Thomas Balmes' Babies (2010) is charming entertainment, of that there's no doubt. Four charismatic little tykes, from their birth to their first year of existence howl and crawl and pee their way through a large and often bewildering world, and you follow them with little introduction or explanation, other than titles at film's start that give us their names (Ponijao, who lives in Opuwo, Namibia; Bayar, who lives in Bayanchandmani, Mongolia; Mari, who lives in Tokyo, Japan; and Hattie, who lives in San Francisco, the United States). There's an admirable simplicity to the concept, a purity that you can't at one level help but admire: no commentary, no politics, no social observation, just babies, trying to live one day at a time.
The film begins with stark differences: Ponijao's mother rubs a red powder she ground herself on her belly, and that's pretty much all she does by way of preparation; Bayar's mother takes their child home for the first time, and she has to struggle to sling her leg across her husband's bike; Mari and Hattie, on the other hand, enjoy the last word in modern medical technology when being delivered, and you can't help but feel that if a fly dared to show its bacteria-infested face in their presence some laser defense protocol would fry it to cinders.
Each family pays a price for their choice of lifestyle (though you wonder if Bayar and Ponijao and their parents had much choice about their lifestyles). Bayar and Ponijao were born and live under the most primitive conditions (Bayar less so--you see a satellite dish standing beside Bayar's family yurt), and are entirely comfortable with sharing living space with roosters and goats and cows; Hattie and Mari do meet (and mash, and maul) the occasional cat, but brought near larger animals--a gorilla, say, or a tiger in a zoo--they scream their heads off. Possibly they're bored, or for some reason uncomfortable, but I'm guessing the presence of huge creatures you've never seen before glaring at you as if you were their next meal probably didn't help their dispositions. Likewise, you can shudder with dismay at the level of hygiene practiced--Ponijao, having no diaper, simply squirts fecal matter on her mother's knee who, just as nonchalantly, scrapes it off with a corn cob. But Ponijao also gets to sit in a river stream and dip her face in its water; she gets to kiss a dog full in the mouth, lolling tongue and all. I don't know if it's me or a bias in Balmes' choices in assembling his footage, but on the whole Ponijao seems to be enjoying the lion's share of fun and adventure. Bayar isn't close behind--he gets to step on a goat's face, and when a herd of cows approaches, has a moment of panic where he can't decide if he wants to stay atop the tub he's sitting on, climb down and crawl away, or teeter precariously in between (no that doesn't sound like fun, but it's definitely not boring).
One can imagine all the parents watching this on DVD and exclaiming "Yuck!" or "Watch out!" Part of the appeal of the film is in observing these youths learn how to handle their environments as best they can, however they can (it helps to remember that exposure to bacteria and dirt and grime are part of growing up, and that a too-sanitary environment leaves a child relatively helpless and unprepared). Again it might be me, or the filmmaker's bias, but Ponijao comes out all right--she's had a rough-and-tumble physical education, and her sense of balance (as you see towards the end) develops just fine, perhaps even sooner than the others. Bayar--don't cry for him; he's gotten a roll of toilet paper and is having a ball with it, all over the yurt's floor. I think it's telling that the film's funniest moment is at the expense of Mari--she tries to fit a pole in the hole of a toy and when this doesn't work, throws a fit worthy of James Cameron ("I want my quarter of a billion dollars and I want it NOW! NOW! NOW!"). Balmes has his biases, and while I'm sympathetic (what's wrong with scraping off crap with a corncob?), it does throw the nobility of his enterprise into questionable light.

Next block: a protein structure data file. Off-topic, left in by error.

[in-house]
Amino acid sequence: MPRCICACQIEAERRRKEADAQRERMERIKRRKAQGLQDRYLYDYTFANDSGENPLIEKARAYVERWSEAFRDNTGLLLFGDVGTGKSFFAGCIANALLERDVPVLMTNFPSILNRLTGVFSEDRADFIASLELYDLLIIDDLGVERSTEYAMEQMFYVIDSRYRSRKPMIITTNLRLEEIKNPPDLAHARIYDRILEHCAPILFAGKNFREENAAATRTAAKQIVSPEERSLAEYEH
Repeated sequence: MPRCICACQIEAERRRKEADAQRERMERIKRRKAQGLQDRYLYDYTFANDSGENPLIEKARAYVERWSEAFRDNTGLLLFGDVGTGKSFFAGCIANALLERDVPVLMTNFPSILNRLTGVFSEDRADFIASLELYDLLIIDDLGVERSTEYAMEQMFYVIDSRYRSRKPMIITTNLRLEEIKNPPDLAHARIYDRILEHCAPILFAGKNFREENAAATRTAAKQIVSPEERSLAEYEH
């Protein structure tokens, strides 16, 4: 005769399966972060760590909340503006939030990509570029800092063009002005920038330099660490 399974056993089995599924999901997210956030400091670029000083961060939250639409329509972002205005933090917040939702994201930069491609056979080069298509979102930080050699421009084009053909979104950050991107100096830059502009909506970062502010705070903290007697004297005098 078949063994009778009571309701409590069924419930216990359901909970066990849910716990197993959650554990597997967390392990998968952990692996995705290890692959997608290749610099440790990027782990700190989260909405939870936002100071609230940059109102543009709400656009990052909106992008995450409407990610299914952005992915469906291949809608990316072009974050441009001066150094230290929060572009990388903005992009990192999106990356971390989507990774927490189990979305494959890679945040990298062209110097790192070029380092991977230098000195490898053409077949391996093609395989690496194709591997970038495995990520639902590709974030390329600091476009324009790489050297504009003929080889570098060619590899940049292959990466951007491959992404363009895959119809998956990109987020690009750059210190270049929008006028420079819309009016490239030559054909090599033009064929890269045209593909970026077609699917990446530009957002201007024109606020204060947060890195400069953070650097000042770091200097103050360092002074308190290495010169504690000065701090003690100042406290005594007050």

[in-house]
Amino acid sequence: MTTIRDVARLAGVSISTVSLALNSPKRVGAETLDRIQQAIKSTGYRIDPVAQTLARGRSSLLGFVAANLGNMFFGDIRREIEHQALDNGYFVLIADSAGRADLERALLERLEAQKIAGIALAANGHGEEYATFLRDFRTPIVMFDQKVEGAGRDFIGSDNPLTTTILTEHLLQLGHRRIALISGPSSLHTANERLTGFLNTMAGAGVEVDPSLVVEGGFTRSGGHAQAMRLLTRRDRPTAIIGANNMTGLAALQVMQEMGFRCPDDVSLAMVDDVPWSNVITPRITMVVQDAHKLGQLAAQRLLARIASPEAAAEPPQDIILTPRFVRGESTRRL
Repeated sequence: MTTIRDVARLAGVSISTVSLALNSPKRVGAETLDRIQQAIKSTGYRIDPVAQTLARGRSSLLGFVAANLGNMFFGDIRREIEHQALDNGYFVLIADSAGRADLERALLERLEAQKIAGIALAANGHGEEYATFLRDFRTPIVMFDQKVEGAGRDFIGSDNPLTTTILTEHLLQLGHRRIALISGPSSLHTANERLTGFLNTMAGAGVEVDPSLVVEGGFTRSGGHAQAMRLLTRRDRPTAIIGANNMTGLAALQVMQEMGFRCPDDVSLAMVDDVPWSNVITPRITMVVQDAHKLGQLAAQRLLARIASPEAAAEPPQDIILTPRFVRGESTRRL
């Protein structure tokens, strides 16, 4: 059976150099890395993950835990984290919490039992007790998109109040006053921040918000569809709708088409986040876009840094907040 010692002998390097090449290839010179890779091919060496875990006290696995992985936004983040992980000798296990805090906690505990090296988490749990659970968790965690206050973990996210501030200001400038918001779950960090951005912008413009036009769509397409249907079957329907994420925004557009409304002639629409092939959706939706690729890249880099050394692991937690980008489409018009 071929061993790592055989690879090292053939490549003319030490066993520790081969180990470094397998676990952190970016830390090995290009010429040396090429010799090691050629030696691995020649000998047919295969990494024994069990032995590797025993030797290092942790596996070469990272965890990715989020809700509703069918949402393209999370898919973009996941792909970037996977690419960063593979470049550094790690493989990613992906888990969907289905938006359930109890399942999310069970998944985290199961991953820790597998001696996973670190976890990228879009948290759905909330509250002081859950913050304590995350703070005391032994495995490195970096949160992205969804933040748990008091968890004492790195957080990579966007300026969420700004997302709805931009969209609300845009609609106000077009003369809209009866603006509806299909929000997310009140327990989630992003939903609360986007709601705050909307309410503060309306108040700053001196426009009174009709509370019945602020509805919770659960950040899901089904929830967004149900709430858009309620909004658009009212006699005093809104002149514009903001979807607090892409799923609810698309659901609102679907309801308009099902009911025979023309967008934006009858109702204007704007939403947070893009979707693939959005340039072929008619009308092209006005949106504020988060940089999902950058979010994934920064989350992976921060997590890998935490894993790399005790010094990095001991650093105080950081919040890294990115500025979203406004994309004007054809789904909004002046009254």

The best one can say of the film is that it looks gorgeous: the differing tints and hues and most of all texture of baby skin--their smoothness, moistness, oiliness, the rolls of fat, the dewy fur--are vividly captured. Of the locations, the most memorable has to be Mongolia--seeing Bayar stand against that magnificent brilliant blue sky, that's a moment worth taking with you out the theater. The worst one can say of the picture is that it has a certain callowness, a playing for laughs, a safeness and benignity that frankly, undermines its verite ambitions. Why go through all this effort to film four babies from four corners of the Earth when the only message you come away with is "babies are happy, babies have fun, babies round the world are basically one?" There's nothing here that we don't already know, though there is much that is fresh to the eye and ear; the premise and execution could have been so much better, perhaps even great (include the parents' point of view, perhaps?), that you feel as frustrated as Mari, trying to jam her poor plastic pole into that poor plastic disc.
First published in Businessworld, 10.21.10